Saturday, October 1, 2011

The "C" in HICP (Haptic-integrated clinical pronunciation) Teaching

One of the underlying assumptions of this blog has always been that you can often find the best models for a problem that you are working on in other, sometimes seemingly unrelated disciplines. (To quote Umberto Ecco, "Everything is related to everything . . . !) One of the most striking "Aha!"s occurred a few days ago in a conversation with a colleague at the university when I realized that the concept of "clinical" was the key to understanding HIPoeces work, and specifically EHIEP (Essential, Haptic-integrated English Pronunciation). What we are doing, in essence, is developing an approach to teaching pronunciation that attempts to bring to the classroom functions normally thought of as being the domain of language clinicians, such as speech pathologists who work one-on-one with clients. That is made possible, in part, by the introduction of haptic-based, anchoring procedures. The linked book chapter above outlines a functional approach to the clinical practice of those working with various childhood developmental conditions. In it--again with your usual multi-dimensional "analogy-detectors" on-- is a framework that highlights the type of intervention of the clinician that is very close to the type of "work" that we concentrate on. Bookended between the opening stages of a clinical session (a class, in our terms) and the closing phases that begin the process of integrating what has been learned and planning subsequent practice (our typical speaking or listening-related activities), are these stages or steps: (1) Sensory modulation (i.e., initial activation of all modalities, systematically), (2) Auditory and visual-spatial processing (i.e., management and anchoring of sounds in the visual field), (3) Motor planning and sequencing and affective processing (i.e., making the connections between affect, motor control, other processing capacities, and emerging/reinterpreted symbols.) I have always been a big fan of speech pathologists, who can do the heavy lifting of facilitating change of problematic sounds so effectively. Get "in touch" with your local speech pathologists--and invite them to join us. There is much we can learn from them, a clinic (literally!) on how to make sound change.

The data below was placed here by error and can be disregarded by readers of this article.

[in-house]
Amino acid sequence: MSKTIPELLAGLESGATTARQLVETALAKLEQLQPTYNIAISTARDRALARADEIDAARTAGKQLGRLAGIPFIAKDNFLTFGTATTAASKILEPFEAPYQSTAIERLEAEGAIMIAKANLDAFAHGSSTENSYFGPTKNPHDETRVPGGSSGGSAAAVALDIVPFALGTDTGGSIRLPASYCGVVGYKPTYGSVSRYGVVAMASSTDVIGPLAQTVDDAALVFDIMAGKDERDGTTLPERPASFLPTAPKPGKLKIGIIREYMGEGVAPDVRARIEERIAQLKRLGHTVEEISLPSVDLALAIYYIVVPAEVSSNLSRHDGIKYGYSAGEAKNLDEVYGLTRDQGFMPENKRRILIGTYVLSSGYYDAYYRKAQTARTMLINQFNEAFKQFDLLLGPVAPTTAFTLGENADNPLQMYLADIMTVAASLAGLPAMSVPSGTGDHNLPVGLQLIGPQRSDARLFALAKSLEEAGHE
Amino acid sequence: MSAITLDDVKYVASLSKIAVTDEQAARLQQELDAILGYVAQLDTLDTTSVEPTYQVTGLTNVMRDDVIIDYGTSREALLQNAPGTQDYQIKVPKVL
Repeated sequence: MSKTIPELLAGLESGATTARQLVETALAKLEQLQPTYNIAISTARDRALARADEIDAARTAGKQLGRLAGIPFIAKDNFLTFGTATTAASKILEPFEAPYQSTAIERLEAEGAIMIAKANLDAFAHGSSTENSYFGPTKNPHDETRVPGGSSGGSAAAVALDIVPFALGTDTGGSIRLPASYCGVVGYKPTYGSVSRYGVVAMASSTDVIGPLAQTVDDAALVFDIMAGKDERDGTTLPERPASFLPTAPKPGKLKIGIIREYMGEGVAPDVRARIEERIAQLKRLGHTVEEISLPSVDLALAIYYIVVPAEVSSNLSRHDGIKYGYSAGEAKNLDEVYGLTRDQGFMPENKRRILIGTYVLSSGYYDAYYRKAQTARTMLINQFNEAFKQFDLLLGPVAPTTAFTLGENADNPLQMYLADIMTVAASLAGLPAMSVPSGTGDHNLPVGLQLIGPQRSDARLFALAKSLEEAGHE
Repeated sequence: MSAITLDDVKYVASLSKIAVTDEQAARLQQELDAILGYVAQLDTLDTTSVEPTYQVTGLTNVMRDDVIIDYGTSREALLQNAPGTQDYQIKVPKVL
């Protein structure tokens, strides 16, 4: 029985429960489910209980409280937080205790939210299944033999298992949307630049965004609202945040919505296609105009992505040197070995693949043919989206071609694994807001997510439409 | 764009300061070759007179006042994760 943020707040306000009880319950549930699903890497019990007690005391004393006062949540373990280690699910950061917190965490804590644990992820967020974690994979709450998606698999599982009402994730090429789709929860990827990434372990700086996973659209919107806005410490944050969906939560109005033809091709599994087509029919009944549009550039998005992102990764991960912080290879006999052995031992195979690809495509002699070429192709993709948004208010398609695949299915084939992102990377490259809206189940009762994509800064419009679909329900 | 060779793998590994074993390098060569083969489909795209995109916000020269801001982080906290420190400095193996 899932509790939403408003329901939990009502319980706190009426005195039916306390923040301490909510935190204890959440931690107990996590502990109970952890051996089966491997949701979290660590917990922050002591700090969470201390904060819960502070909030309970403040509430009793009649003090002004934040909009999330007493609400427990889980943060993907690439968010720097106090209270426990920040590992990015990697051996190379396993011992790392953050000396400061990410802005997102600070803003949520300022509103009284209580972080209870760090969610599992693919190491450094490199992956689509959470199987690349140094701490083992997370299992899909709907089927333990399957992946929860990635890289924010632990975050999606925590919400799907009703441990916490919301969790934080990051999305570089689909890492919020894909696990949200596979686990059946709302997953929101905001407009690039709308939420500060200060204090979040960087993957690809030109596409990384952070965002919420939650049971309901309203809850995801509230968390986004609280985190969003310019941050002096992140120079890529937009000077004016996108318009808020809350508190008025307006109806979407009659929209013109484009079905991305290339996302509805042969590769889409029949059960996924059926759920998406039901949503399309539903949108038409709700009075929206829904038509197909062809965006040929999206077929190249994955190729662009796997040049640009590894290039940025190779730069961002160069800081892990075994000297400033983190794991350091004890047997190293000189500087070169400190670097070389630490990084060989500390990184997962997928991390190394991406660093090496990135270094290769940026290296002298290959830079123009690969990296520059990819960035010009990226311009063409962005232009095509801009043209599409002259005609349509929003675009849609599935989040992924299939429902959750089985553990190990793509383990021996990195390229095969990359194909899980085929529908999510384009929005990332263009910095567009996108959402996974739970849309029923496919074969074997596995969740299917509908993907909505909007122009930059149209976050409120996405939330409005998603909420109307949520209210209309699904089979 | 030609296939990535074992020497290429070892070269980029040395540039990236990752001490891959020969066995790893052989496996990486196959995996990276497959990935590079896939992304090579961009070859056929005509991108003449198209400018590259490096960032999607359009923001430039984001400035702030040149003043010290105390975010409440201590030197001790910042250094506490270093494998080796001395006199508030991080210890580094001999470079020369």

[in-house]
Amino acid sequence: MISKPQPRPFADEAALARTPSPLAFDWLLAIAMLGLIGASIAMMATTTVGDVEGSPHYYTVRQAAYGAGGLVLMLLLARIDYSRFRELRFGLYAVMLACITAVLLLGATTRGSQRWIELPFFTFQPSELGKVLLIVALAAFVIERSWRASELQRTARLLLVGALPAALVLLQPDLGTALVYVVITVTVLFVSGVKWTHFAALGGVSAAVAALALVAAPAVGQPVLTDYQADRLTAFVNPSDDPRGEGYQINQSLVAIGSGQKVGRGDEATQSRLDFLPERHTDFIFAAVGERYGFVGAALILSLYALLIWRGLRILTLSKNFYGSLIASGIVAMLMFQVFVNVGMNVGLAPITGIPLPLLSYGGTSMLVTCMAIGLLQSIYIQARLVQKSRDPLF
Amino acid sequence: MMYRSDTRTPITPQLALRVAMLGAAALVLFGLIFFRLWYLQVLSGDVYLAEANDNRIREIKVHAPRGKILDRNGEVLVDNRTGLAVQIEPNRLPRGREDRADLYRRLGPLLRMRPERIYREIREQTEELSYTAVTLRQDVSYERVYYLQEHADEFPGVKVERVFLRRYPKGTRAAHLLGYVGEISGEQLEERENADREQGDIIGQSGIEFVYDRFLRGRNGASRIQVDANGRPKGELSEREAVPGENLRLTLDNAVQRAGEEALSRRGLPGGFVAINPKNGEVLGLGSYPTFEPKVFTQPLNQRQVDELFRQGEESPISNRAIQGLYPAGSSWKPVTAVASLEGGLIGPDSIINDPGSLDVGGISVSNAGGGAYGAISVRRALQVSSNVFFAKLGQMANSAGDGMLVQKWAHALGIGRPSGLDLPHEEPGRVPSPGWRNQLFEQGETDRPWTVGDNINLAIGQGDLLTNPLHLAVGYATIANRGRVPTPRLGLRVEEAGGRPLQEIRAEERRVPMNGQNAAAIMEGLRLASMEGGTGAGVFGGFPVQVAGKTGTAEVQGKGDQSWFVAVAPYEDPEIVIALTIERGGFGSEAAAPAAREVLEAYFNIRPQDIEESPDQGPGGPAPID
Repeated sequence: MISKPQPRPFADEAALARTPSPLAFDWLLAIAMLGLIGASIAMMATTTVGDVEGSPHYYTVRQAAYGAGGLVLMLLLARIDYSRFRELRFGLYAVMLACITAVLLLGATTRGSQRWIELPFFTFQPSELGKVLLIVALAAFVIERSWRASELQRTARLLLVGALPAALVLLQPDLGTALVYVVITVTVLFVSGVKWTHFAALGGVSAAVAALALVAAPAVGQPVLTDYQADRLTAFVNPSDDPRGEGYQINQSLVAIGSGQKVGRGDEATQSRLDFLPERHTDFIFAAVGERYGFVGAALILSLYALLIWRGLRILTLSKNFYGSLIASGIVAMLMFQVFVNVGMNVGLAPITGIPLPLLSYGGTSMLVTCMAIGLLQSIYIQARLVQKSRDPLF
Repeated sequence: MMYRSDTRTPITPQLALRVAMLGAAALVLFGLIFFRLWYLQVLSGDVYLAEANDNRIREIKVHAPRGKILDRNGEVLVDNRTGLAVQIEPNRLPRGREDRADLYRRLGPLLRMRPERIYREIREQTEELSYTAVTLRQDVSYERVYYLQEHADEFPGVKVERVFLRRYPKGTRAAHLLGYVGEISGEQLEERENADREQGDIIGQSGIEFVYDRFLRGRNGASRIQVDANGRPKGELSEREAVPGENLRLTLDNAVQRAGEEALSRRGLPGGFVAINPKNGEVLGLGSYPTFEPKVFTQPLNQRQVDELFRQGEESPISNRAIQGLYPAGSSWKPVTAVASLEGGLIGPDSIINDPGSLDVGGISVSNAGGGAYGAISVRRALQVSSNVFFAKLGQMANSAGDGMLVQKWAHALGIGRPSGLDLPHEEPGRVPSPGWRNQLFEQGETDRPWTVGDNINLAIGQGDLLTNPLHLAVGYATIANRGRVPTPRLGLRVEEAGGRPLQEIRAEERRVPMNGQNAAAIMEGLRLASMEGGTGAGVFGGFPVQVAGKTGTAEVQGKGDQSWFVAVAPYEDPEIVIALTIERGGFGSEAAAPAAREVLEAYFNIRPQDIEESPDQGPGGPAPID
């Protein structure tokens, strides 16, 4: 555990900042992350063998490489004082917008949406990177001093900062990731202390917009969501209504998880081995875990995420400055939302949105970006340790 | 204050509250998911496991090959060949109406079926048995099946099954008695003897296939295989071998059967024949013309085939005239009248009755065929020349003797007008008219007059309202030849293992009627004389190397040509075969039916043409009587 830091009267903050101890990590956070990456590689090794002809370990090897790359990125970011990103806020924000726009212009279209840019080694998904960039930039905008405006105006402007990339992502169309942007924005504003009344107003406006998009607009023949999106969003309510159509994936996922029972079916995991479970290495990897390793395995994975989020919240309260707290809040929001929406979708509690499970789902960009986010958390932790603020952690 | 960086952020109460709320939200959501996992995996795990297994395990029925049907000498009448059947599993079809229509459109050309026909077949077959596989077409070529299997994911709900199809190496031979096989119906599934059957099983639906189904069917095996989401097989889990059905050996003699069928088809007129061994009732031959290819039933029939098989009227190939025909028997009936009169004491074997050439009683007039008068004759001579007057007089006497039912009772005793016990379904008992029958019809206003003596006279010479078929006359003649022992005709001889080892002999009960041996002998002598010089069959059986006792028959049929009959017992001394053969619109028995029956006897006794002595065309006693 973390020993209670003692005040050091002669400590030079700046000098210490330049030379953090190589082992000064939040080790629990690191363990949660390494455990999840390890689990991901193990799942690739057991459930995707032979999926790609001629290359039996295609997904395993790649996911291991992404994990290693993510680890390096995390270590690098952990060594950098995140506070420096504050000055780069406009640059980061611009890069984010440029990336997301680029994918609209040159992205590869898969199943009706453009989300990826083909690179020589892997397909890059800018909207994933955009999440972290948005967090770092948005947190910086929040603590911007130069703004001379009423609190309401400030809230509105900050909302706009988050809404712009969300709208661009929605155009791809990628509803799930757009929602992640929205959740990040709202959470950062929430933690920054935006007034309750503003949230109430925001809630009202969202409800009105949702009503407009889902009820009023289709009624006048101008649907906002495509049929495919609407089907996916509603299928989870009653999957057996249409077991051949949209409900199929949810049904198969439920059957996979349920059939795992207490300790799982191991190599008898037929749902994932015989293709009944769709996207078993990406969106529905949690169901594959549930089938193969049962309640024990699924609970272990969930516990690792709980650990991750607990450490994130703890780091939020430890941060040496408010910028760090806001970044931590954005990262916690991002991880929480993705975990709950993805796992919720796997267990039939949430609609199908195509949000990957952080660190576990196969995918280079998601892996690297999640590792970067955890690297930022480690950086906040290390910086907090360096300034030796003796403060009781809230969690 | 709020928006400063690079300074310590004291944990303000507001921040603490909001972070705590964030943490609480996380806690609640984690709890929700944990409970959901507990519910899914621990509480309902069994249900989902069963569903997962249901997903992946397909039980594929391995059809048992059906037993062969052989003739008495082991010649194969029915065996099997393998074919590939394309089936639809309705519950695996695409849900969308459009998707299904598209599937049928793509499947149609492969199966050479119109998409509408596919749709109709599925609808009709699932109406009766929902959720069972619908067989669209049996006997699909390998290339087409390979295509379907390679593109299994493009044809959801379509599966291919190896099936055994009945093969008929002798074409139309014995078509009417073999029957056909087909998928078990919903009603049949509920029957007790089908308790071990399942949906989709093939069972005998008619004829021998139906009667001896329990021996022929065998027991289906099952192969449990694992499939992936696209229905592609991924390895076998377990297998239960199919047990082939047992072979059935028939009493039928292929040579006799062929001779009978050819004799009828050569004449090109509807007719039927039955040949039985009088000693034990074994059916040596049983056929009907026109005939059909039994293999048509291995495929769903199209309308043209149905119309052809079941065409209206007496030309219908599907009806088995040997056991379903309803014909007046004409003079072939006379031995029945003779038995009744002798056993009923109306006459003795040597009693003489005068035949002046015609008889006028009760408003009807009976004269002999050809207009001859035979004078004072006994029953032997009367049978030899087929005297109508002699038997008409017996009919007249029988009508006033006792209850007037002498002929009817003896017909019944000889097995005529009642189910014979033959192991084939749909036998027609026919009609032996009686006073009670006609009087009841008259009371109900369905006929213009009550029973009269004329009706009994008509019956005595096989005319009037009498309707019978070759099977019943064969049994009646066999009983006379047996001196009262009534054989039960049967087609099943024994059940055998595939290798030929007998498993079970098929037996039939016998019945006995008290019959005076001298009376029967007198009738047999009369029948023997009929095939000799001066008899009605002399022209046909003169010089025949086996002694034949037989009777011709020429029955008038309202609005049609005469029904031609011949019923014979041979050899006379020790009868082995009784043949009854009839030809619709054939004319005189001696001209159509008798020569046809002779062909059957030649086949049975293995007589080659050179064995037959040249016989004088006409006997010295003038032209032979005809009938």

No comments:

Post a Comment